Shir Hakovod

Shir Hakovod  (1906) 
by Rabbi Yehuda ben Samuel he-Hasid of Regensburg, translated by Israel Zangwill

from Service of the Synagogue: New Year pub. Routledge & Kegan Paul (1906) p. 61.

Shir Hakovod

Sweet hymns shall be my chant and woven songs,
For Thou art all for which my spirit longs--
To be within the shadow of Thy hand
And all Thy mystery to understand.
The while Thy glory is upon my tongue,
My inmost heart with love of thee is wrung,
So though Thy mighty marvels I proclaim,
'Tis songs of love wherewith I greet Thy name.

I have not seen Thee, yet I tell Thy praise,
Nor known Thee, yet I image forth Thy ways.
For by Thy seers' and servants' mystic speech
Thou didst Thy sov'ran splendour darkly teach,
And from the grandeur of Thy work they drew
The measure of Thy inner greatness, too.
They told of Thee, but not as Thou must be,
Since from Thy work they tried to body Thee.
To countless visions did their pictures run,
Behold through all the visions Thou art one.

In Thee old age and youth at once were drawn,
The grey of eld, the flowing locks of dawn,
The ancient Judge, the youthful Warrior,
The Man of Battles, terrible in war,
The helmet of salvation on his head,
And by his hand and arm the triumph led,
His head all shining with the dew of light,
His locks all dripping with the drops of night.

I glorify Him, for he joys in me,
My crown of beauty He shall ever be!
His head is like pure gold: His forehead's flame
Is graven glory of His holy name.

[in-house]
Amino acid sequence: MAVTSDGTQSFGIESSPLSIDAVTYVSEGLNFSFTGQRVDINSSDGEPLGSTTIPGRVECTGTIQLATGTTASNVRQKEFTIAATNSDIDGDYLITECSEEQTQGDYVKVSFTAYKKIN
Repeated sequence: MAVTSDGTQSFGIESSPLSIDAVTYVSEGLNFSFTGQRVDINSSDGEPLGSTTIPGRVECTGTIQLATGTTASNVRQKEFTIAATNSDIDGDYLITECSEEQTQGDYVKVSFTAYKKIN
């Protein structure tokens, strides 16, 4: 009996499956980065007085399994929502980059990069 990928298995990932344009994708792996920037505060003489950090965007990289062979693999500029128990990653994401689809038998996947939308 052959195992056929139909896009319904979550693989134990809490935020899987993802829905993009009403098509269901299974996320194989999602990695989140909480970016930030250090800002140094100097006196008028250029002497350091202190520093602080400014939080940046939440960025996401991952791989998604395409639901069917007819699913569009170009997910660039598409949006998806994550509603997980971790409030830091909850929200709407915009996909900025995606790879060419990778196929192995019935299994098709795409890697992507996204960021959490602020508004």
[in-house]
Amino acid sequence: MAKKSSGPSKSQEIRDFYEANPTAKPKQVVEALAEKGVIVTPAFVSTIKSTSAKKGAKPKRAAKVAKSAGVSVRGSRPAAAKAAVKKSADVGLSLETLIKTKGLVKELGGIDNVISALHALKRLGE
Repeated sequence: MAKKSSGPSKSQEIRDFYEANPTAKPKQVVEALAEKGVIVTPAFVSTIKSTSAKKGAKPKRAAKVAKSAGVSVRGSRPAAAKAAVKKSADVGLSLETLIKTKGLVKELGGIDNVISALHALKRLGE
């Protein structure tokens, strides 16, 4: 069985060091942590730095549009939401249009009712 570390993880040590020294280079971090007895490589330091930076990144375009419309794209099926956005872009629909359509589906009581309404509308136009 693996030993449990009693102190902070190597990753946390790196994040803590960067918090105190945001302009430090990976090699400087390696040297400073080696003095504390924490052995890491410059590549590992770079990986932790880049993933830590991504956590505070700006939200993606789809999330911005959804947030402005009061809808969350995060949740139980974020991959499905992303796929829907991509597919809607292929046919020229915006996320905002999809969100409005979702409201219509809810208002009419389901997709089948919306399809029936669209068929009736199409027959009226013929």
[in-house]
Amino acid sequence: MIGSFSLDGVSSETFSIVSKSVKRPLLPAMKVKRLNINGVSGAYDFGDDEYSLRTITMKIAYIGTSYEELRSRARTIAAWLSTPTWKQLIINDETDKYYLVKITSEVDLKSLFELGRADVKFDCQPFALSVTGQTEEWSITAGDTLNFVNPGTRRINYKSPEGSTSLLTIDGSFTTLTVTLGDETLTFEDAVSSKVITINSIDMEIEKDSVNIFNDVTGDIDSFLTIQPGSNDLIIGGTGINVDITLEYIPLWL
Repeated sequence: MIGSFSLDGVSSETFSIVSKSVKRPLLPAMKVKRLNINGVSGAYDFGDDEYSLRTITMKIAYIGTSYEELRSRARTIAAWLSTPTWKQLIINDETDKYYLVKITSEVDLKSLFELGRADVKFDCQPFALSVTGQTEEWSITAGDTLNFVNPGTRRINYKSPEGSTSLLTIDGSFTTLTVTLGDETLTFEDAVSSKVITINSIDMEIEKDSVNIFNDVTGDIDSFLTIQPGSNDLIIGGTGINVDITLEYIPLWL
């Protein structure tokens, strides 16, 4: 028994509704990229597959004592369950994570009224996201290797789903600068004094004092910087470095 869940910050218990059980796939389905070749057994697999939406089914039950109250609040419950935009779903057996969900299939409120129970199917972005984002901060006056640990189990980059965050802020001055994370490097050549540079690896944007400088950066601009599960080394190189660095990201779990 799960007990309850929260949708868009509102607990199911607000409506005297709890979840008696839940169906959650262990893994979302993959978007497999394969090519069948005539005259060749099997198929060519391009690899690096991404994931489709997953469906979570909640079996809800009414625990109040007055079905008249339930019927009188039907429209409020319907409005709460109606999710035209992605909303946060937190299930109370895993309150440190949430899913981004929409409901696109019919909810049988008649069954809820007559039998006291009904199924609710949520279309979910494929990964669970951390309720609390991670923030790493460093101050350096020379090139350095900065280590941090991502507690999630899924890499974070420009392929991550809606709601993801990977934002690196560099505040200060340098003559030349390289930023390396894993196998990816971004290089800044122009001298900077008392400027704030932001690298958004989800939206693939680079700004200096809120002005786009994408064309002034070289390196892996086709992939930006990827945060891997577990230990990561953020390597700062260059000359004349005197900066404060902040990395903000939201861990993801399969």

And with that lovely diadem 'tis graced,
The coronal His people there have placed.

Truth is Thy primal word; at thy behest
The generations pass - O aid our quest
For Thee, and set my host of songs on high,
And let my psalmody come very nigh.
My praises as a coronal account,
And let my prayers as Thine incense mount.
Deem precious unto Thee the poor man's song,
As those that to thine altar did belong.
Rise, O my blessing, to the lord of birth,
The breeding, quickening, righteous force of earth.
Do Thou receive it with acceptant nod,
My choicest incense offered to my God.
And let my meditation grateful be,
For all my being is athirst for Thee.

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This work was published before January 1, 1926, and is in the public domain worldwide because the author died at least 100 years ago.


This work is in the public domain in the United States because it was published before January 1, 1926.

The author died in 1926, so this work is also in the public domain in countries and areas where the copyright term is the author's life plus 80 years or less. This work may also be in the public domain in countries and areas with longer native copyright terms that apply the rule of the shorter term to foreign works.